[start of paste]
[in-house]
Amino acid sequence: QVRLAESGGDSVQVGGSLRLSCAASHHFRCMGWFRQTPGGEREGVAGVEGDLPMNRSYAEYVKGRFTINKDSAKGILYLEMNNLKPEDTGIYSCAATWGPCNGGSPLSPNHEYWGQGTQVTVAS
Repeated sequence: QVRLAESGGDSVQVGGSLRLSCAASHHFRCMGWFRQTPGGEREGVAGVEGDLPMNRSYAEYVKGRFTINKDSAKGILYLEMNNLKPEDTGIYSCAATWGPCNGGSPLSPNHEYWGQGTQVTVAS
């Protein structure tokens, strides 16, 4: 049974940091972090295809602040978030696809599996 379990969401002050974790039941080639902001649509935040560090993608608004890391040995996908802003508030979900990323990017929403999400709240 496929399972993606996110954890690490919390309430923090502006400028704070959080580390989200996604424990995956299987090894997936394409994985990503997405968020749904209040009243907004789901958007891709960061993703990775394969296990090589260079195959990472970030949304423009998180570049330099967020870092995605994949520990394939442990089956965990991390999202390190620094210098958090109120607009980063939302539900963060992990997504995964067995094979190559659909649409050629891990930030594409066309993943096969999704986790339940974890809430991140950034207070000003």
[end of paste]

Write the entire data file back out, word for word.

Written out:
[in-house]
Amino acid sequence: QVRLAESGGDSVQVGGSLRLSCAASHHFRCMGWFRQTPGGEREGVAGVEGDLPMNRSYAEYVKGRFTINKDSAKGILYLEMNNLKPEDTGIYSCAATWGPCNGGSPLSPNHEYWGQGTQVTVAS
Repeated sequence: QVRLAESGGDSVQVGGSLRLSCAASHHFRCMGWFRQTPGGEREGVAGVEGDLPMNRSYAEYVKGRFTINKDSAKGILYLEMNNLKPEDTGIYSCAATWGPCNGGSPLSPNHEYWGQGTQVTVAS
């Protein structure tokens, strides 16, 4: 049974940091972090295809602040978030696809599996 379990969401002050974790039941080639902001649509935040560090993608608004890391040995996908802003508030979900990323990017929403999400709240 496929399972993606996110954890690490919390309430923090502006400028704070959080580390989200996604424990995956299987090894997936394409994985990503997405968020749904209040009243907004789901958007891709960061993703990775394969296990090589260079195959990472970030949304423009998180570049330099967020870092995605994949520990394939442990089956965990991390999202390190620094210098958090109120607009980063939302539900963060992990997504995964067995094979190559659909649409050629891990930030594409066309993943096969999704986790339940974890809430991140950034207070000003």